We followed the signs down the narrow, walled country lanes to the wide spot in the road where we parked and got out. Across from us was a field of sheep, with Mount Brandon rising into the clouds behind. In front of us was the Atlantic Ocean through a rocky break in the land. We had arrived at the spot where Brandon's Creek flowed through pastures and into a small bay before the crashing of the Atlantic waves. Goats were grazing on the steep cliffs above the creek. We sat on a stacked stone wall and listened to the creek and the surf and the wind.
"Can you imagine setting off in a tiny boat from this spot, looking out on that ocean?" "No," Mom replied.
For this is the spot where in the sixth century St. Brendan the Navigator set sail on his seven year voyage that, according to legend, took him to North America and back. Over the following days I often thought of this moment on the edge of land and ocean and the sense of mission that would drive someone to risk everything.
My trip to Ireland was rich with holy moments and revelations, of these I hope to write in the coming days.
One revelation was that I have never felt less like a foreigner in a foreign land. I felt very at home. I may be more Irish than I realized. Some of this is my gift for gab and my sense of humour. The Irish are among the friendliest people I've ever encountered. Moments after greeting someone you could be in the full swing of conversation, way beyond surface pleasantries. Politics came up a lot.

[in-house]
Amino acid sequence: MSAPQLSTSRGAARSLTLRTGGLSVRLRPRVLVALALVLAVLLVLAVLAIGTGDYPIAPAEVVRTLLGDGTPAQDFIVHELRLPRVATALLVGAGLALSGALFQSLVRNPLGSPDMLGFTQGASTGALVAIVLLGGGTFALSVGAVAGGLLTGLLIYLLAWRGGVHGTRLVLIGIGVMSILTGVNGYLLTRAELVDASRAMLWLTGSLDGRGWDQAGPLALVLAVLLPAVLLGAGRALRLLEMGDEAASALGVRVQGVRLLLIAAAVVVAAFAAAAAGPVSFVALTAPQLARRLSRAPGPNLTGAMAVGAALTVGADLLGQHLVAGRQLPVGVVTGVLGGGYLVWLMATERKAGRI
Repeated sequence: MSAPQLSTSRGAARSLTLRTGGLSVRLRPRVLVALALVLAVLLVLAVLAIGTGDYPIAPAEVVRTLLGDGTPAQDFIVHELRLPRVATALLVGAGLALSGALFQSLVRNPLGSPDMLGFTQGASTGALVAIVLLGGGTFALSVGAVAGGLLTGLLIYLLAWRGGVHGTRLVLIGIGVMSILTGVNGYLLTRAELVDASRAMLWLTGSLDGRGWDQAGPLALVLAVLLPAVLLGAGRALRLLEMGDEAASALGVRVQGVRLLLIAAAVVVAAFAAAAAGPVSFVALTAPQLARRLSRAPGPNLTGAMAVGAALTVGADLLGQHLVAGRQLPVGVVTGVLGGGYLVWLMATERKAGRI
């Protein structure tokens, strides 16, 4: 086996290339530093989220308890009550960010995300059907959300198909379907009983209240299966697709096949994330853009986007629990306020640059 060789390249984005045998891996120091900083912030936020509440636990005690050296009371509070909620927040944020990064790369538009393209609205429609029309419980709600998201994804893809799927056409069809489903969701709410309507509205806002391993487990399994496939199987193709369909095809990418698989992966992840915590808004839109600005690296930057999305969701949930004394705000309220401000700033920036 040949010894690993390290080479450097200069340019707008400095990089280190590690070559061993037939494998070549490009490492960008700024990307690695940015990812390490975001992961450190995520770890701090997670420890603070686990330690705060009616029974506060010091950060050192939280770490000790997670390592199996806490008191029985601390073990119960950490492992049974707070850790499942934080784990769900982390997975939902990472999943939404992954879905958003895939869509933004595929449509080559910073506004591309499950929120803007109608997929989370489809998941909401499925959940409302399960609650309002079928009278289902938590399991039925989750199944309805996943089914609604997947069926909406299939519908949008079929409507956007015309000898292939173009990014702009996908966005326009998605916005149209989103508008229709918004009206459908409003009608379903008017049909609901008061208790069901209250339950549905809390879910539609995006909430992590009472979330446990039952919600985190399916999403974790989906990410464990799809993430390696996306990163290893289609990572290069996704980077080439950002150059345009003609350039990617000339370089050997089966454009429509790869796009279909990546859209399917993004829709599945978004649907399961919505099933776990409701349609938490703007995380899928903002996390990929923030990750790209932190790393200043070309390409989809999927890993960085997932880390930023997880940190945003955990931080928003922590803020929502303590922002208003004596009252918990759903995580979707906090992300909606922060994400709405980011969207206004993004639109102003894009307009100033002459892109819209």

One of my favourite moments came in a shop in Killarney, County Kerry. The clerk asked where we were from. Oklahoma, my sister said. "You get bad winters there," she said. I responded, "Not too bad, but I live in Nebraska where they are significantly more." The clerk said, "But you're used to that, right? Being 'significantly more'?" Ouch, sassy.
A strange aspect of the travel is hearing the dark sides of Irish history, the colonization and attempts by the British to ethnically cleanse the island of its native population, particularly the many reminders of the famine. Mom wanted to visit the Cobh Heritage Center which narrates the story of Irish emigration. While the center celebrates the strength of the emigrants and their lasting impact upon the development of other nations like the US, Canada, and Australia, I left the exhibit with a sense of grief and horror. Underlying all the joy, the beauty, the music, and the friendliness is this dark history.
And so I work to understand what I experienced and learned from this vacation, so let's tell the story, beginning with my arrival in Dublin at 5 a.m. on Wednesday, October 12 when my cabbie said, "Not much to do this early."